I enjoy your posts, but there is always something I don’t agree with. Thank you for the pleasing music-all people need their souls lifted to get through life, and regardless of language, it can be appreciated if well-written. By the way, what evils did you commit in a previous life that required you to be subjected to some of what we have to hear in the USA today? As a country, we are not being punished for sin, we are being warned of what could happen in the future if we commit any. Recent memory brings to mind great compositions and performances we enjoyed a short time ago. As for our lack of understanding of Russia, it is largely based on language, history, and geography. As you know, English is a Germanic language French influence, thanks to William the Conqueror, of a Norwegian Francophile family. In the first part of the last century, French was the international language of diplomacy, and German (and Latin) were for the sciences. As for the history part, Russia’s contribution/sacrifices for WW II victory were enormous and have not been properly appreciated, and Russia’s help before WW II for the United States is not well known. What we are taught deals with international dealings with Western Europe and the Americas. Russia existed on the far side of Europe and, as far as I know, minded its own business, except for a war with Sweden, and kept out imperialism. However, the Stalinist years were not a time anyone would want to live through. Russia, unfortunately, did not have the history of freedom with free-market capitalism (now being destroyed) of Adam Smith. Any socialism of Karl Marx, including communism and national socialism, will be run by tyrants over a population told that the good of the state is the objective, when it is the rulers who will have the good life. There will never be a dictatorship of the proletariat, only dictatorship of the dictators. I believe that Putin is leading more to capitalism, and we are being lead to an attempted NWO international “socialism.” The Berlin wall served to keep people confined to communist control, and many countries were pleased to be freed when the Soviet Union was toppled. However, the Nazi horror of Kiev is a disgrace to the perpetrators. Again, thanks for the posts and music.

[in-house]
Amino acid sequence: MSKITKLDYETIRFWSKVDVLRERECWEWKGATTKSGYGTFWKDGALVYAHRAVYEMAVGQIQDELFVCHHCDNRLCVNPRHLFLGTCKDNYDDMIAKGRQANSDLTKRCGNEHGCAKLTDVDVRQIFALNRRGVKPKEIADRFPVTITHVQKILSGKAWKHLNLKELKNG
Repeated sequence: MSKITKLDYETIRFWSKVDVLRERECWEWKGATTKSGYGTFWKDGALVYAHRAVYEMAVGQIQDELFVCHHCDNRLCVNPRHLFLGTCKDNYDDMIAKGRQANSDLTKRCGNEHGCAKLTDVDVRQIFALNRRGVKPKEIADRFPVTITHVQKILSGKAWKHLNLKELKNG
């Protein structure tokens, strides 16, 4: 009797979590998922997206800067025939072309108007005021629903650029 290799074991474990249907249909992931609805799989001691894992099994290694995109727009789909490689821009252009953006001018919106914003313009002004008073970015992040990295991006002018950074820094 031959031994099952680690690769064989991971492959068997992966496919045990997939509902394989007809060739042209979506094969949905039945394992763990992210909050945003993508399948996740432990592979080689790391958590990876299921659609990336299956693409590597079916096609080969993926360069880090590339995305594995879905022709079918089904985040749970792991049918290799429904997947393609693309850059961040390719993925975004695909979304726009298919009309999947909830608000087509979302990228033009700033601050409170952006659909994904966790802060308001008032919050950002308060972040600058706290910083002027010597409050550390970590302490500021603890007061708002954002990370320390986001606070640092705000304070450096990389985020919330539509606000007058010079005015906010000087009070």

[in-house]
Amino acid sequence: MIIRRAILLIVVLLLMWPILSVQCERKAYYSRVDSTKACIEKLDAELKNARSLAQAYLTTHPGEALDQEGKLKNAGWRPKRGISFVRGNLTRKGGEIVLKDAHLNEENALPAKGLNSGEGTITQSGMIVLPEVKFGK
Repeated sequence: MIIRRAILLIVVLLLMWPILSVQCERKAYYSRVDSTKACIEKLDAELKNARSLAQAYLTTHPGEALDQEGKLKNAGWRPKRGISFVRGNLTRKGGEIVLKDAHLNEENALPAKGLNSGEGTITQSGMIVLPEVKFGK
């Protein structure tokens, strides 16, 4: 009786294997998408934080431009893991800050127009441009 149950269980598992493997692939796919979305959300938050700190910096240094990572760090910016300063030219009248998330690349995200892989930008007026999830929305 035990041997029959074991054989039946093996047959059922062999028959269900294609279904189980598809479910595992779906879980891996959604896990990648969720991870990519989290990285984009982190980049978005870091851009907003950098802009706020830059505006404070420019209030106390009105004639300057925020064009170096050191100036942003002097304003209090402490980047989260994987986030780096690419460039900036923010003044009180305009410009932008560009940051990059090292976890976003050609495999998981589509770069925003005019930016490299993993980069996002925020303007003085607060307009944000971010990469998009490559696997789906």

What evils did I commit? Perhaps you are confusing me with someone else you know?
FYI, history of mankind, especially the last 1000 years of it, were deliberately and very badly falsified. You are basing all your assumptions on a lot of lies, and maybe a truth here and there.
BTW, many people in Germany, Russia and elsewhere long for the old socialism to return, now that they had tried capitalism. There is no point in explaining further.
And I am not surprised you disagree with what I say – you are a product of the Western system after all. Don’t worry, you’ll be changing your views within this decade, along with millions of others.
Sadly, it appears you’ve missed the point of my post. Very sadly…
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Lada, as I think you misunderstood marblenecltr. His sentence “By the way, what evils did you commit in a previous life that required you to be subjected to some of what we have to hear in the USA today?” is a humoristicly-ironic way of saying the the US pop culture of today can be viewed not as entertainment, but as punishment.
Oh, I see. I did misunderstand.
I don’t listen to that kind of noise, so there goes that theory. 😉
I’d like to add another song to you anthology of kind songs. The song by Raimond Pauls, about golden jubilee of a married couple, and how grandfather and grandmother again feel like newlywed
Здравствуйте, Лада! СПАСИБО! ОГРОМНОЕ-ПРЕОГРОМНОЕ! Замечательный пост и замечательная подборка русских, советских песен!. Они прекрасны! А сегодня для нас, бывших граждан великой страны, невероятно значимы и ценны!
Thank you so much Lada!
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Spasibo za horoshie slova 🙂
Ооо! Простите, пожалуйста, Лада, загрузилось не то видео, что я скопировала, а то, что копировалось перед ним…Моя мышка дает сбой! А как удалить уже хзагуженное, я не знаю. ПРОСТИТЕ!
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Very nice collection of songs. Much better than what passes for music today.
You said that Russians didn’t suppress the minorities, and that it was more the other way around. That seems logical, but it also raises the issue with the Ukraine today. Many say the radical Ukrainian sentiment was basically started in the USSR. Much milder than today, of course, but strong enough that it went wild once independence occurred. You might want to go over that in a post at some point. If you keep telling people that Russians are bad, including people in the historically Russian areas of the Ukraine, they will eventually agree.
Thanks, Paul. 🙂